• A cyclops that would fire lasers from his eye.
  • An electric eel that would either buzz at Banjo or "drag [him] in" (presumably to a hole or nest, like Unagi in Super Mario 64 or the sea snakes in Majora's Mask).
    • Electric eels named Frazzles appear in Tooie, though they swim around freely.
  • A hyena that would apparently do nothing except be a "sneaky git" and laugh at Banjo.
  • "Beaky" the bird would steal Banjo's Cap if he was wearing one (any resemblance to Klepto from Super Mario 64 is purely coincidental).
    • "Crabbo" the crab would do the same for his Trainers.
  • A witch that would turn Banjo into a frog, which would give him new abilities (likely similar to those of Winky from the original DKC). Possibly the first seed of what would become Gruntilda.
  • Various baddies that would disguise themselves as harmless objects: Mr. Bush, Mr. Tree, Mr. Box, Mr. Signpost, Mr. Strawberry, and so on.
    • DK64's Fungi Forest had a similar concept for one of its enemies, which was a Kremling disguised as a mushroom.
    • This may have been where the "inanimate objects with googly eyes" concept endemic to Banjo and Rare originated from.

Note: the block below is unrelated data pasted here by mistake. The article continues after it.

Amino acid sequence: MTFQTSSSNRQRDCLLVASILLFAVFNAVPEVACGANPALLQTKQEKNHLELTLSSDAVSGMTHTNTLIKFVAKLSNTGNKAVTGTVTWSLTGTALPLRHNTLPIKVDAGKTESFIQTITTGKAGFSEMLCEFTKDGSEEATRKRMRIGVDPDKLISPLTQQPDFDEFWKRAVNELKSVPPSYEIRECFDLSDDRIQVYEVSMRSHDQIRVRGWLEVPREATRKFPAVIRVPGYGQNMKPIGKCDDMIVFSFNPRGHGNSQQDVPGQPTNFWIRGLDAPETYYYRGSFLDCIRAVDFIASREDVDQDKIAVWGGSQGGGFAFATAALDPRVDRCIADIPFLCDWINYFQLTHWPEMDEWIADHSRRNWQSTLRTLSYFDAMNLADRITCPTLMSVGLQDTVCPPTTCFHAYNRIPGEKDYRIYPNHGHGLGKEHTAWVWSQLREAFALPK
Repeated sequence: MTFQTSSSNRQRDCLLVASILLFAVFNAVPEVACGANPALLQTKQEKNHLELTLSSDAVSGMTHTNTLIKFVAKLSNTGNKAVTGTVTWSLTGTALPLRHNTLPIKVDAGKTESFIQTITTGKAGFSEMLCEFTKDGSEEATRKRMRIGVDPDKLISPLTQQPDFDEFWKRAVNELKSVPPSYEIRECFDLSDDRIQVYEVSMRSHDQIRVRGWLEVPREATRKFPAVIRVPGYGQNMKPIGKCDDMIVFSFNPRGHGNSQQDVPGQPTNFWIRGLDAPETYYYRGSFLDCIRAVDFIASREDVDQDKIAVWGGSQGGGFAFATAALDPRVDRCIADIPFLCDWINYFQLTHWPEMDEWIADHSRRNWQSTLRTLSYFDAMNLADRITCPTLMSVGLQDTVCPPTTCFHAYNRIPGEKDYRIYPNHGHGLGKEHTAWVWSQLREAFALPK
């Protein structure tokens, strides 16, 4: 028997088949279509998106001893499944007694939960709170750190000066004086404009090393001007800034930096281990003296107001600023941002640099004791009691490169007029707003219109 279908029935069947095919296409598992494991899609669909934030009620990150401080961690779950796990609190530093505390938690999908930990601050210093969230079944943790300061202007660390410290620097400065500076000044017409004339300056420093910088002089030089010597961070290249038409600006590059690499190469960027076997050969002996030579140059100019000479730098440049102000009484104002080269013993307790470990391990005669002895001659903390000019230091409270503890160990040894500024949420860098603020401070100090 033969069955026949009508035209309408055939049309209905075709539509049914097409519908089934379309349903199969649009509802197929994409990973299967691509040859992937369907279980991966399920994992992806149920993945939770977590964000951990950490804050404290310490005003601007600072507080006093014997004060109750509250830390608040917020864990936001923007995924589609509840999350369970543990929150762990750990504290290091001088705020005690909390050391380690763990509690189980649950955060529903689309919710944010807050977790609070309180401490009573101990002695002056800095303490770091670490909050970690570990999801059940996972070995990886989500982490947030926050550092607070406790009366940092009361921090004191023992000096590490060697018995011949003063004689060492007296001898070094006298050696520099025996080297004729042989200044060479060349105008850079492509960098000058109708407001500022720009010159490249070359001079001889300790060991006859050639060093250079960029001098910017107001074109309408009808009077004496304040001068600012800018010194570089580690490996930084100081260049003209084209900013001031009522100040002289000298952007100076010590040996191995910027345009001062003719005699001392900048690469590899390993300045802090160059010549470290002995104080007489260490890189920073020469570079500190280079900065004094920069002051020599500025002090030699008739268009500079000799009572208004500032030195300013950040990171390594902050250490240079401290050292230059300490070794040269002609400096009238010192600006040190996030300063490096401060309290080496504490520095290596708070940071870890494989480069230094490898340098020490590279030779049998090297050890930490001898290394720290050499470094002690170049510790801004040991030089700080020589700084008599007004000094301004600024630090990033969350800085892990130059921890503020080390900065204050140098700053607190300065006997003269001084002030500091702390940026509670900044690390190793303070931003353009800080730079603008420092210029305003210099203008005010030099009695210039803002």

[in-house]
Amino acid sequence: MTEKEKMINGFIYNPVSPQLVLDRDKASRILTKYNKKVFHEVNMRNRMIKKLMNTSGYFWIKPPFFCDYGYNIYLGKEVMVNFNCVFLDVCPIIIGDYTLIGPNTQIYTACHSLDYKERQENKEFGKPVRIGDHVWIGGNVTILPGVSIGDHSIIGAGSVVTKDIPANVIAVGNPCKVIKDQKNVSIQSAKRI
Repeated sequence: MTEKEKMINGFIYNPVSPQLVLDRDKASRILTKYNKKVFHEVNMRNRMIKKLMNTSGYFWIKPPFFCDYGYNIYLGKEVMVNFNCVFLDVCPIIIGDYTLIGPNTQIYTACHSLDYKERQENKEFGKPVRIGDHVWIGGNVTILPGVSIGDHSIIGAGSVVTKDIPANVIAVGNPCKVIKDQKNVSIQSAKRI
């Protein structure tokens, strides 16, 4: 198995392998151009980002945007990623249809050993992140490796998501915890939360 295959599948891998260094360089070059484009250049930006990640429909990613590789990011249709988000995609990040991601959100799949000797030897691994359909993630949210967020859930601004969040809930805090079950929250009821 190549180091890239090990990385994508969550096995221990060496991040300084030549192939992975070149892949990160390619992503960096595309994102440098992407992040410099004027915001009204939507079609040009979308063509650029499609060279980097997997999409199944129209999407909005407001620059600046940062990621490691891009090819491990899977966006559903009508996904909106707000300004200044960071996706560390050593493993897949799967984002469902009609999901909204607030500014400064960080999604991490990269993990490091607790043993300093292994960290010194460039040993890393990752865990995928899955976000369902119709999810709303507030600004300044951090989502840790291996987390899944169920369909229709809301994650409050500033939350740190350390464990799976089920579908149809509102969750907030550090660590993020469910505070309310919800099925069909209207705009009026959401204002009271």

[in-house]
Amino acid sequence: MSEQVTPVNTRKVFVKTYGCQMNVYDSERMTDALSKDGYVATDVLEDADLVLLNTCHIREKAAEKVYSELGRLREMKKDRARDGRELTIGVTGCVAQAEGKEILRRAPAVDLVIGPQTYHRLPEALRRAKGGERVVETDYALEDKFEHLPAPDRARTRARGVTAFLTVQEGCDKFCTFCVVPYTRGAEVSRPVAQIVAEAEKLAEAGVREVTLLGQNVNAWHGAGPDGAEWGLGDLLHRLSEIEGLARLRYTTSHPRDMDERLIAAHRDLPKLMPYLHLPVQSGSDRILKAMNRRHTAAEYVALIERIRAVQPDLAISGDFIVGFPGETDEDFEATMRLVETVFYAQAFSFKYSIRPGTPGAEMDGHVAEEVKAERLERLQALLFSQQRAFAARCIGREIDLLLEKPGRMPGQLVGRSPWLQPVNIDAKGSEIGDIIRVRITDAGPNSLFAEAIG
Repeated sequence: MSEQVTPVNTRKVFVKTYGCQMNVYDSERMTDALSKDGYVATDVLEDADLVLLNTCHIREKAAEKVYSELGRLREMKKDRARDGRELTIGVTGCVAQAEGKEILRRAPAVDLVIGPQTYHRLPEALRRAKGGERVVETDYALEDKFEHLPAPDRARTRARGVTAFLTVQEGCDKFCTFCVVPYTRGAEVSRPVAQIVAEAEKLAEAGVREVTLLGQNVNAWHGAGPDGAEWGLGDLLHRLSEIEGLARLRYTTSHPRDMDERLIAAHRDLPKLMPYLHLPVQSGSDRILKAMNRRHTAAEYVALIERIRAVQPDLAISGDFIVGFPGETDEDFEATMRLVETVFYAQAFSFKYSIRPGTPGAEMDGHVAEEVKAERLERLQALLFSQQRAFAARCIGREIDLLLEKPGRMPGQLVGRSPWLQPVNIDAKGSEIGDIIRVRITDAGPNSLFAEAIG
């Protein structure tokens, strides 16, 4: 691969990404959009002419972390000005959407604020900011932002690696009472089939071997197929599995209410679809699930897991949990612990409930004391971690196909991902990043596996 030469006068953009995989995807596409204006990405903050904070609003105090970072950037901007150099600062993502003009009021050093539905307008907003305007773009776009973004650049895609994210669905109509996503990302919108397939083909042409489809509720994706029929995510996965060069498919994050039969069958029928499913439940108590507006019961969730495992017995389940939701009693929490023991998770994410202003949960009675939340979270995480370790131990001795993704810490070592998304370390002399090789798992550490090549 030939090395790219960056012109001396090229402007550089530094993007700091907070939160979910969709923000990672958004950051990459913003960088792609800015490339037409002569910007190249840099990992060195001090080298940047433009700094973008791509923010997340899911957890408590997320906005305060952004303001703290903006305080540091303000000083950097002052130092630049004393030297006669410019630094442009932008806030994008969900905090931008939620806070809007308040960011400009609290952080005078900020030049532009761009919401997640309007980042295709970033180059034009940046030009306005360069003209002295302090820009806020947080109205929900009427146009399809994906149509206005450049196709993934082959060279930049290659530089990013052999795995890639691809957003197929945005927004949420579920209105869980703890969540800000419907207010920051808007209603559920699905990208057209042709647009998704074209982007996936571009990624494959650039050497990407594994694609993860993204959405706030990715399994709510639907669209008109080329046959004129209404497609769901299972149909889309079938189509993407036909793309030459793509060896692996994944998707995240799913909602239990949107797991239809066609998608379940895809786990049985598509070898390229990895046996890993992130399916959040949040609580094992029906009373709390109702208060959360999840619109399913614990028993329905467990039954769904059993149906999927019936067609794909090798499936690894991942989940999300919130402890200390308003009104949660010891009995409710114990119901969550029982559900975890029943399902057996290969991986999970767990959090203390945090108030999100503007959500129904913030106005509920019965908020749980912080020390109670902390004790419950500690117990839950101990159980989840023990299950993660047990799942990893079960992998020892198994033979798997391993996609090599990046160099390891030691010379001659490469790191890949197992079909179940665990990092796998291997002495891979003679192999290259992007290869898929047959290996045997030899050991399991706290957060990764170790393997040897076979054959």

Kazoo 97-1-16 1.jpg
  • A goofy-looking wizard that would transform Banjo in a way that would (usually) impede his progress, but could sometimes be used to his advantage instead.
    • This is very similar to Mumbo's gameplay function, only the good transformations are the exception rather than the norm.
  • A sleeping tiger that Banjo had to tread carefully around, as it was "fast [and] nasty" when awake.
    • An early model of a tiger character was shared by Bryan on Twitter, but it's not certain if this was meant to be the same tiger.
  • "Mr. Multiply", who would split himself into copies when attacked. Alternatively, a large version of him could split into two smaller ones.
  • "Chameleon Man", who would camouflage himself in the scenery and attempt to ambush Banjo.